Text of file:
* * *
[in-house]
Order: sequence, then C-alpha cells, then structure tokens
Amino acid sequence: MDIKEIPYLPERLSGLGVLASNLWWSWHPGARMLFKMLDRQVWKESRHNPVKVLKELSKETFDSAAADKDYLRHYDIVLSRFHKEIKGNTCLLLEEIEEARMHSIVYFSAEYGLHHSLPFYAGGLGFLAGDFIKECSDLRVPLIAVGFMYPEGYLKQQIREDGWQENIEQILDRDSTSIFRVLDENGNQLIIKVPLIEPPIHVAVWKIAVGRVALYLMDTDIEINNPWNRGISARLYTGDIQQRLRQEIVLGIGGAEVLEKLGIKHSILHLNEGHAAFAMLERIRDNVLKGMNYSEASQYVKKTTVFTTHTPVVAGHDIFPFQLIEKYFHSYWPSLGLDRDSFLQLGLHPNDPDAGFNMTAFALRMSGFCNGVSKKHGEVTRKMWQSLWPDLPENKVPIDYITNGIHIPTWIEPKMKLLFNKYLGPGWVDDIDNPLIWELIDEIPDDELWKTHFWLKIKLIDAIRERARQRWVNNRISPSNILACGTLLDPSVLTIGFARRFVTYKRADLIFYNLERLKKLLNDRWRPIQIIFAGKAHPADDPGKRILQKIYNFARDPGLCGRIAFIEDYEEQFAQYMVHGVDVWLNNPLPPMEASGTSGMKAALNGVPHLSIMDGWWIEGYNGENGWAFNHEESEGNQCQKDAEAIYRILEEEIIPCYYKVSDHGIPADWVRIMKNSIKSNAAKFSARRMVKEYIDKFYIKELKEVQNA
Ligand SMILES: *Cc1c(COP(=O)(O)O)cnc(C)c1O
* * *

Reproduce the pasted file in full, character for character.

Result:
[in-house]
Order: sequence, then C-alpha cells, then structure tokens
Amino acid sequence: MDIKEIPYLPERLSGLGVLASNLWWSWHPGARMLFKMLDRQVWKESRHNPVKVLKELSKETFDSAAADKDYLRHYDIVLSRFHKEIKGNTCLLLEEIEEARMHSIVYFSAEYGLHHSLPFYAGGLGFLAGDFIKECSDLRVPLIAVGFMYPEGYLKQQIREDGWQENIEQILDRDSTSIFRVLDENGNQLIIKVPLIEPPIHVAVWKIAVGRVALYLMDTDIEINNPWNRGISARLYTGDIQQRLRQEIVLGIGGAEVLEKLGIKHSILHLNEGHAAFAMLERIRDNVLKGMNYSEASQYVKKTTVFTTHTPVVAGHDIFPFQLIEKYFHSYWPSLGLDRDSFLQLGLHPNDPDAGFNMTAFALRMSGFCNGVSKKHGEVTRKMWQSLWPDLPENKVPIDYITNGIHIPTWIEPKMKLLFNKYLGPGWVDDIDNPLIWELIDEIPDDELWKTHFWLKIKLIDAIRERARQRWVNNRISPSNILACGTLLDPSVLTIGFARRFVTYKRADLIFYNLERLKKLLNDRWRPIQIIFAGKAHPADDPGKRILQKIYNFARDPGLCGRIAFIEDYEEQFAQYMVHGVDVWLNNPLPPMEASGTSGMKAALNGVPHLSIMDGWWIEGYNGENGWAFNHEESEGNQCQKDAEAIYRILEEEIIPCYYKVSDHGIPADWVRIMKNSIKSNAAKFSARRMVKEYIDKFYIKELKEVQNA
Ligand SMILES: *Cc1c(COP(=O)(O)O)cnc(C)c1O